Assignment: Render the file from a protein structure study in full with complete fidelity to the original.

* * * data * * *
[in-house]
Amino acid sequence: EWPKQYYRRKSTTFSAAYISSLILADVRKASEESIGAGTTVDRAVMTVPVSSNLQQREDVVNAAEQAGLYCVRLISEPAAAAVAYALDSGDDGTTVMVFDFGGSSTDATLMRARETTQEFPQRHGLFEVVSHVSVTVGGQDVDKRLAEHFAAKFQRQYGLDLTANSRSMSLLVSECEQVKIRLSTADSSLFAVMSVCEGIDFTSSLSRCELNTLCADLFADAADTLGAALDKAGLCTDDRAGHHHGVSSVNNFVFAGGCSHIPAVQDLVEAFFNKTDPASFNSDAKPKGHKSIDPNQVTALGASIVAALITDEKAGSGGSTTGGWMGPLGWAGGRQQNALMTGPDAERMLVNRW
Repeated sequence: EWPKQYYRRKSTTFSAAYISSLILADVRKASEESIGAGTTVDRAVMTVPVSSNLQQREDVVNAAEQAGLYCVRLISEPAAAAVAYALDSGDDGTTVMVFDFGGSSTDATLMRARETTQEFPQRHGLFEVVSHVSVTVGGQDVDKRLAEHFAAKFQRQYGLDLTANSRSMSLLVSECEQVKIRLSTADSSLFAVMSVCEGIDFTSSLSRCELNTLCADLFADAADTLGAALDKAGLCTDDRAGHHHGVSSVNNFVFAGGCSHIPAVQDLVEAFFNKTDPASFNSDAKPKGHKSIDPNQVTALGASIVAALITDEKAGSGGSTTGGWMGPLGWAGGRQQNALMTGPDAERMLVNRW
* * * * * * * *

[in-house]
Amino acid sequence: EWPKQYYRRKSTTFSAAYISSLILADVRKASEESIGAGTTVDRAVMTVPVSSNLQQREDVVNAAEQAGLYCVRLISEPAAAAVAYALDSGDDGTTVMVFDFGGSSTDATLMRARETTQEFPQRHGLFEVVSHVSVTVGGQDVDKRLAEHFAAKFQRQYGLDLTANSRSMSLLVSECEQVKIRLSTADSSLFAVMSVCEGIDFTSSLSRCELNTLCADLFADAADTLGAALDKAGLCTDDRAGHHHGVSSVNNFVFAGGCSHIPAVQDLVEAFFNKTDPASFNSDAKPKGHKSIDPNQVTALGASIVAALITDEKAGSGGSTTGGWMGPLGWAGGRQQNALMTGPDAERMLVNRW
Repeated sequence: EWPKQYYRRKSTTFSAAYISSLILADVRKASEESIGAGTTVDRAVMTVPVSSNLQQREDVVNAAEQAGLYCVRLISEPAAAAVAYALDSGDDGTTVMVFDFGGSSTDATLMRARETTQEFPQRHGLFEVVSHVSVTVGGQDVDKRLAEHFAAKFQRQYGLDLTANSRSMSLLVSECEQVKIRLSTADSSLFAVMSVCEGIDFTSSLSRCELNTLCADLFADAADTLGAALDKAGLCTDDRAGHHHGVSSVNNFVFAGGCSHIPAVQDLVEAFFNKTDPASFNSDAKPKGHKSIDPNQVTALGASIVAALITDEKAGSGGSTTGGWMGPLGWAGGRQQNALMTGPDAERMLVNRW